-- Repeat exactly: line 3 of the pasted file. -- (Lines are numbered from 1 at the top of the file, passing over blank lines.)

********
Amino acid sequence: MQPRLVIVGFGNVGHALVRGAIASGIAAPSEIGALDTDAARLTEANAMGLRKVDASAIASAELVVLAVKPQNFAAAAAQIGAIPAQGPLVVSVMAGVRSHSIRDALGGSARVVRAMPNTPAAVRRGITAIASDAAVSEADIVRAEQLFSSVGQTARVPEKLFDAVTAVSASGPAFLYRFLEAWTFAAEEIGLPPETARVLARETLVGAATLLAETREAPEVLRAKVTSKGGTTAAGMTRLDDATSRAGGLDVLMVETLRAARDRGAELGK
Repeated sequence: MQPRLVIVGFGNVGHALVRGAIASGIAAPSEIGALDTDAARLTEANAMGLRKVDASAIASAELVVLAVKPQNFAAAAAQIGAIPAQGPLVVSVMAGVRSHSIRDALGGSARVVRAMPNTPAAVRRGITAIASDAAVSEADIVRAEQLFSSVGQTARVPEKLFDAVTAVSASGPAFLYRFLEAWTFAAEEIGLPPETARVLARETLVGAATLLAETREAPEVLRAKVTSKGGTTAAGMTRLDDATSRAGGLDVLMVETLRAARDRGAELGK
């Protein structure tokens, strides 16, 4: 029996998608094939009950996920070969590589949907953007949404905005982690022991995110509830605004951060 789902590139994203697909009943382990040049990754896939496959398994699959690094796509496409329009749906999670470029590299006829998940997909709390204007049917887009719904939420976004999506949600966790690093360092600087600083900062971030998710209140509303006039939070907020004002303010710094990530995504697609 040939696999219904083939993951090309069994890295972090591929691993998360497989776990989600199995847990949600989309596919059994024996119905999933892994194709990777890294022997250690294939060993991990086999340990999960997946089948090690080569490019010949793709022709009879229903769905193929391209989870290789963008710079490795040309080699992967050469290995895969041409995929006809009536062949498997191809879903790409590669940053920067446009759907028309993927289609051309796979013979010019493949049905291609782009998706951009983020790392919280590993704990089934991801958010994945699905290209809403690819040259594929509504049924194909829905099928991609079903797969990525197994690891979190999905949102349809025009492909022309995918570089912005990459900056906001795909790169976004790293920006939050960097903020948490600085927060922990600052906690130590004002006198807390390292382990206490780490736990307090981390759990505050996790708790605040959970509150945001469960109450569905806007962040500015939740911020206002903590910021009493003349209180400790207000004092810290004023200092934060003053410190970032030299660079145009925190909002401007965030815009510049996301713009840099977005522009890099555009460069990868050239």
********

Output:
């Protein structure tokens, strides 16, 4: 029996998608094939009950996920070969590589949907953007949404905005982690022991995110509830605004951060 789902590139994203697909009943382990040049990754896939496959398994699959690094796509496409329009749906999670470029590299006829998940997909709390204007049917887009719904939420976004999506949600966790690093360092600087600083900062971030998710209140509303006039939070907020004002303010710094990530995504697609 040939696999219904083939993951090309069994890295972090591929691993998360497989776990989600199995847990949600989309596919059994024996119905999933892994194709990777890294022997250690294939060993991990086999340990999960997946089948090690080569490019010949793709022709009879229903769905193929391209989870290789963008710079490795040309080699992967050469290995895969041409995929006809009536062949498997191809879903790409590669940053920067446009759907028309993927289609051309796979013979010019493949049905291609782009998706951009983020790392919280590993704990089934991801958010994945699905290209809403690819040259594929509504049924194909829905099928991609079903797969990525197994690891979190999905949102349809025009492909022309995918570089912005990459900056906001795909790169976004790293920006939050960097903020948490600085927060922990600052906690130590004002006198807390390292382990206490780490736990307090981390759990505050996790708790605040959970509150945001469960109450569905806007962040500015939740911020206002903590910021009493003349209180400790207000004092810290004023200092934060003053410190970032030299660079145009925190909002401007965030815009510049996301713009840099977005522009890099555009460069990868050239």